Scott Morrison's first outings as Treasurer were woeful.
On the night of the spill, Malcolm Turnbull promised something different: "a style of leadership that respects the people's intelligence, that explains these complex issues and then sets out the course of action we believe we should take, and makes a case for it".
Turnbull promised "advocacy, not slogans".
Morrison gave us, "work, save, invest".
And then this slogan: "We have a spending problem, not a revenue problem."
It isn't even the truth. Australia does indeed have a revenue problem, as Morrison's predecessor was happy to acknowledge. From the turn of this century right through to the global financial crisis, the Australian government's income never dipped below 25 per cent of gross domestic product. Then it collapsed and hasn't fully recovered. We do indeed have a revenue problem, as well as a spending problem. Spending is 25.9 per cent of GDP, revenue is 24 per cent.
Pressed by journalist Leigh Sales about the need to tackle both, Morrison replied that the budget forward estimates had revenue climbing back to a touch over 25 per cent of GDP by 2018-19, which meant things would be fine.
Except that it won't. The budget forecasts have revenue barely climbing at all, reaching just 24.2 per cent of GDP in 2016-17. After that, the budget projections have it climbing to a tad over 25 per cent. But projections aren't forecasts. The difference is enormously important, and a treasurer who could really explain complex issues would have pointed it out.
Forecasts are the Treasury's best guesses, taking everything into account. Each budget it produces forecasts for the following two financial years, and for the years beyond that, when it's too difficult to make forecasts, it produces "projections"...
The projections come with a health warning. Here's how the Treasury spelt it out in the budget from which Morrison quoted: "These projections are not forecasts, but rather are based on a set of medium-term assumptions."
The assumptions are odd, and they produce odd results, at times quite different to those of any reasonable forecast. They assume "spare capacity in the economy is absorbed over five years". That's a fancy way of saying they assume the unemployment rate will slide to 5 per cent.
That's right. They assume a slide in unemployment (which would indeed boost government revenue).
To get the fall in unemployment, the Treasury projections produce a very fast economic growth rate of 3.5 per cent a year ("above trend") for five consecutive years.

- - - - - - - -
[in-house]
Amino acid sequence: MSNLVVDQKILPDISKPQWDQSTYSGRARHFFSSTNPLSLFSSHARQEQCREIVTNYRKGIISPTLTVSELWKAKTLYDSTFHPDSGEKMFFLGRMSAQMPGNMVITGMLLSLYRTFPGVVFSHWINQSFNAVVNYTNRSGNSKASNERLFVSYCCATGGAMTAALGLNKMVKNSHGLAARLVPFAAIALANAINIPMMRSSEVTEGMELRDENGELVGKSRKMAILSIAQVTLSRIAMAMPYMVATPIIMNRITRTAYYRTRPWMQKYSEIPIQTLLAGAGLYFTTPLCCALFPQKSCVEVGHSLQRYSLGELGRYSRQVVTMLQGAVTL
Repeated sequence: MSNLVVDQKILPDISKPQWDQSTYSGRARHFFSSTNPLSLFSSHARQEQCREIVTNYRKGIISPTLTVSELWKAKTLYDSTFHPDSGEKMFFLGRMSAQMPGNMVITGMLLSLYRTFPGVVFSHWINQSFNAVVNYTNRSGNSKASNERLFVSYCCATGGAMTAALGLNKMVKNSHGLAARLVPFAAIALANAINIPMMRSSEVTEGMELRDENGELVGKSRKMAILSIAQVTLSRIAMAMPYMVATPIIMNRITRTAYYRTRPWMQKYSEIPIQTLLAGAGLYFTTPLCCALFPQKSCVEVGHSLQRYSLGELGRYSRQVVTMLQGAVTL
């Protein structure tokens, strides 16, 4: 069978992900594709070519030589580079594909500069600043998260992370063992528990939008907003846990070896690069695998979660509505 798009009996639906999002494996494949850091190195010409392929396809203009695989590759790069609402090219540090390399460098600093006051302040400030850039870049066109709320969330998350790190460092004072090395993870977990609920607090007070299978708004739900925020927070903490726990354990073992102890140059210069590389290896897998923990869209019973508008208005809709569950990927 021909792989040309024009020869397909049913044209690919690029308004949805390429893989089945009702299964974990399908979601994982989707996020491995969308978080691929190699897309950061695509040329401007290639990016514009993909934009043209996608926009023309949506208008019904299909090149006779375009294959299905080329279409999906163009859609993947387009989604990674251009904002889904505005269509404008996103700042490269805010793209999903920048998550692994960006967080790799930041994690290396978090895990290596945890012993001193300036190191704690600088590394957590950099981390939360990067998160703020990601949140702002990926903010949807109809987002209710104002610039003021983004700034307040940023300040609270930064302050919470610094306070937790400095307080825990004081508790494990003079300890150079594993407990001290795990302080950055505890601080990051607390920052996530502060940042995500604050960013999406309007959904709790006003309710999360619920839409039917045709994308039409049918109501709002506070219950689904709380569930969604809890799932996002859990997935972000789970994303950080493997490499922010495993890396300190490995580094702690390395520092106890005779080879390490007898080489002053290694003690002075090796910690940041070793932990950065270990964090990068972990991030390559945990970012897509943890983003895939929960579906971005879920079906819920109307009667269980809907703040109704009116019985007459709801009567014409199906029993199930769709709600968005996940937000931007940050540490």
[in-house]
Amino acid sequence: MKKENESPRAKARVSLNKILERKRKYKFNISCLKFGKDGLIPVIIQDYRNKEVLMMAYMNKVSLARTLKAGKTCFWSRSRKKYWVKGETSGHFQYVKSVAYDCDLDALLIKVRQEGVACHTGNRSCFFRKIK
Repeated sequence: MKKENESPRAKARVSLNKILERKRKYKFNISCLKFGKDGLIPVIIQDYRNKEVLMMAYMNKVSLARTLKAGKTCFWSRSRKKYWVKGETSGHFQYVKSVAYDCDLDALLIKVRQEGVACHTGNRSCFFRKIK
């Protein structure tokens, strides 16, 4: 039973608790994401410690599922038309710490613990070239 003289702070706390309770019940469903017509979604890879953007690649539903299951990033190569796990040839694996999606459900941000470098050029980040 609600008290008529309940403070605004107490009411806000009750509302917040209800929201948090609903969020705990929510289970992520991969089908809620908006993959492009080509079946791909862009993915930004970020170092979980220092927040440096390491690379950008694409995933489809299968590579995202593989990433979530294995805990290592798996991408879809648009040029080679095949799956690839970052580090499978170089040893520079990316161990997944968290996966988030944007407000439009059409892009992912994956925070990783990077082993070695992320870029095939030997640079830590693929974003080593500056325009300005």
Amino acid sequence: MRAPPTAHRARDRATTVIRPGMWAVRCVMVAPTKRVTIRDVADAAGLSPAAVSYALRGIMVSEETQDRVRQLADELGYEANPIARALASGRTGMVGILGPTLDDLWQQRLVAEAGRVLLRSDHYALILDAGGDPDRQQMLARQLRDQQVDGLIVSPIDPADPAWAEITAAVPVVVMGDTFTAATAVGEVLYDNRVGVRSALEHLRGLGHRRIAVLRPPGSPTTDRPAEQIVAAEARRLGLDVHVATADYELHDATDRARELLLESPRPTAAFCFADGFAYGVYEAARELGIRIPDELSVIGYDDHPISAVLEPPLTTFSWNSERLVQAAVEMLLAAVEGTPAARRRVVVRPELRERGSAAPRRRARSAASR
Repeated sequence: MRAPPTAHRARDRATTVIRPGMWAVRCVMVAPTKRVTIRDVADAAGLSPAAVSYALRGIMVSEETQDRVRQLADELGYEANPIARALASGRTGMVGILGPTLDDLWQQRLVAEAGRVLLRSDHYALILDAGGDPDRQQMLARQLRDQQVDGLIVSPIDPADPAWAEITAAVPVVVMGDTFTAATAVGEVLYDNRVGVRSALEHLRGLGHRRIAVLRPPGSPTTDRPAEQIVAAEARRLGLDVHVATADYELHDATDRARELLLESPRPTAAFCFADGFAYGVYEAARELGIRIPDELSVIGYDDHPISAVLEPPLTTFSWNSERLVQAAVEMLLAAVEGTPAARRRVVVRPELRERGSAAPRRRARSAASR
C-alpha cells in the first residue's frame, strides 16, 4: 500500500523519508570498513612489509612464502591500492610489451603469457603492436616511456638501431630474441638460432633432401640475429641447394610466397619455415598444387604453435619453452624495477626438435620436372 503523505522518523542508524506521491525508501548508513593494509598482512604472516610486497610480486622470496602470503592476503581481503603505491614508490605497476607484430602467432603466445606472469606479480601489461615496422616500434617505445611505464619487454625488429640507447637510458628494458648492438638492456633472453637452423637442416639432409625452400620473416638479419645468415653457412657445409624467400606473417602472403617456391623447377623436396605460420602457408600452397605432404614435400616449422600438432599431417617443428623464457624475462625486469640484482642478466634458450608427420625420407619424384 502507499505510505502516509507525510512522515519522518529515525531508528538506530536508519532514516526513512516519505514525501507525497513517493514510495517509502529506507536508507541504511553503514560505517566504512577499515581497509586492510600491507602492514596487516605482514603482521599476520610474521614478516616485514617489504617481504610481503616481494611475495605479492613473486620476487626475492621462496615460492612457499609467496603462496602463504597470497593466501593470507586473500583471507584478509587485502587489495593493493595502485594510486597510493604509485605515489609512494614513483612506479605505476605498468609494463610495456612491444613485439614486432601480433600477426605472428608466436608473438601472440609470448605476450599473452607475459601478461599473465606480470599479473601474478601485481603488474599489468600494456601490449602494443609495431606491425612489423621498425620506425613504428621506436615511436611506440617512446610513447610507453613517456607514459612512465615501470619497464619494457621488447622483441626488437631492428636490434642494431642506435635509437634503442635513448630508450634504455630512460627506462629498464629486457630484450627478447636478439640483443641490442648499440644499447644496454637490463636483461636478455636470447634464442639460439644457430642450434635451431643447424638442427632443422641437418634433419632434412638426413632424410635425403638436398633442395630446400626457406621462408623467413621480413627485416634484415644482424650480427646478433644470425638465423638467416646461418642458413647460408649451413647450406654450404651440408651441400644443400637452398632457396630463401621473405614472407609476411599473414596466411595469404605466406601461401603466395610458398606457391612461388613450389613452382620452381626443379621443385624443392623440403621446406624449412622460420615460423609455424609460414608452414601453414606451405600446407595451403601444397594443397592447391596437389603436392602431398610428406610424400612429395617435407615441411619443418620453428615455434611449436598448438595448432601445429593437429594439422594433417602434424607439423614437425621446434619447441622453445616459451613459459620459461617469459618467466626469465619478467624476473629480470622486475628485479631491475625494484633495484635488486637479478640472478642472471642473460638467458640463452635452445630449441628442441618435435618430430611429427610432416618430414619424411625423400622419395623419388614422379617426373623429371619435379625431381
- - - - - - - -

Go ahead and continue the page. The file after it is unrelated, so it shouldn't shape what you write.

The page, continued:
Naturally, it boosts projected revenue. But it has no basis in reality. There's no particular reason to think it will happen. It's the automatic output of a blindly mechanical model. It's wishful thinking.
Right now, Australia's economy is growing at an annual pace of just 2 per cent. For as long as that happens, we are indeed going to have a revenue problem, and also a spending problem.
And for as long as commodity prices fall. The Reserve Bank's index of commodity prices has been sliding for the past four years. It's now only half what it was, and it is continuing to edge down. The news from China offers little hope. Commodity prices drive taxation revenue. Our government is both collecting too little for the amount it is spending and spending too much for the amount it is collecting. A treasurer able to address complex issues would talk about both. But Morrison has already shut down discussion.
"I'm not in that camp," he says, when asked about the need to tackle revenue.
Closing off an option will limit our trust in the new Treasurer and make us feel he is not really prepared to govern in our interests.
It will also make it more difficult for him to manage the budget, should the downturn in revenue continue.
It's less than Turnbull had led us to hope for, but it's not too late.
The best thing for Morrison to say for the next few weeks is not that much, as he reads into the job. Then he should start a really open conversation about the budget and tax where all options are on the table (although some more preferred than others), including the option of raising more tax.
The most popular premier in the land will be pleased to help. Morrison's NSW colleague Mike Baird believes we will have to raise more in order to properly fund hospitals. Victoria's Labor Treasurer, Tim Pallas, believes the same thing. So does South Australia Premier Jay Weatherill.
Their views shouldn't be instantly dismissed. They're going to be down $80 billion over the next 10 years because of a decision by Joe Hockey to cut their funding formula to tart up his first budget. They're the real victims of the slowdown in revenue. And they're the ones who are going to have to provide the services we need. We are entitled to an open and honest conversation about how much we are prepared to pay for our services, as well as how much spending on them should be cut.
Morrison has the ability to transcend his past by opening up an intelligent conversation. It's what Turnbull led us to expect. Or he can revert to form and hide behind slogans. It's what we've become used to.In The Age and Sydney Morning Herald